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Original post by Mike.Popoloski
How about we skip the validation from those who don't know, the skewering from those who do, the rehashing of the same arguments again and again from both sides, the unwanted and unsolicited opinions from Joe Coder #3, and just agree to ignore these threads whenever they appear?
...because that would go against the GameDev.net culture of taking pride in bluntly informing people that they're unknowledgeable. Duh.
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Original post by blueshogun96
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Original post by Promit
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Original post by blueshogun96
I'Of course, you can have both, but I prefer C/C++ because it's more "to the metal".
I would love to know what exactly you think this means.


I was told you can't get low level access in C# such as accessing a linear or physical address directly (or is that just in XNA for 360)? I never used C# for anything serious.


C# has pointers.

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Original post by blueshogun96
I prefer C/C++ because it's more "to the metal".



That's a misconception. Anything low level that you can do in C/C++ you can also do in C#.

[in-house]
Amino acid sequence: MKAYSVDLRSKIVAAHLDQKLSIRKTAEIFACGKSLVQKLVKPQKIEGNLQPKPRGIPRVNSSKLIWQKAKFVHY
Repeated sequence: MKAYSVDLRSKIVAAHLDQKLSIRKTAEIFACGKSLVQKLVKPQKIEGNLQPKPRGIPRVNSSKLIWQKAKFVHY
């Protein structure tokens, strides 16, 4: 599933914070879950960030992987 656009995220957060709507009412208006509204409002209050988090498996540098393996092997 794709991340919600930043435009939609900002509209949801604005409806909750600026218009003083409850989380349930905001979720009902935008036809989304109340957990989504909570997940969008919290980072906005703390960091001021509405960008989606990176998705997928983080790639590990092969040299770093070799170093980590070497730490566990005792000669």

Some people say that you shouldn't be using C# because it's "slower", but with JIT compilation, it's just as fast as any compiled language.

The base libraries perform a lot more sanity checking however, such as array bounds checking... but here's the thing. Almost every single exploit found these days is still a buffer overrun exploit. It simply amazes me in this day and age that people STILL introduce buffer overrun vulnerabilities. But that's what you get for using a "to the metal" language. Sure, you think it's faster to not check things like array boundaries... until your little mistake causes things to be compromised. I'll take the safety of C# over the haphazardness of C++ any day.

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Original post by Washu
Seeing as how you can't actually do that in C++ EITHER without using OS specific functions, which can also be invoked from within C# as well...

I'm not entirely clear on where you're going with this, so I'm going to stab around in the dark rather aimlessly in search of clarification.

I'm aware of the semantics of ISO C++ pointers (insofar as they are not integral memory addresses, undefined pointer arithmetic and all that), so one interpretation of "OS specific functions" would be implementation-defined pointer r-values? Or are you referring to virtual memory, separate address spaces and all that, where "OS specific functions" literally refers to OS routines which a process can invoke to interact with other parts of of the system? (I am clearly not an OS guy)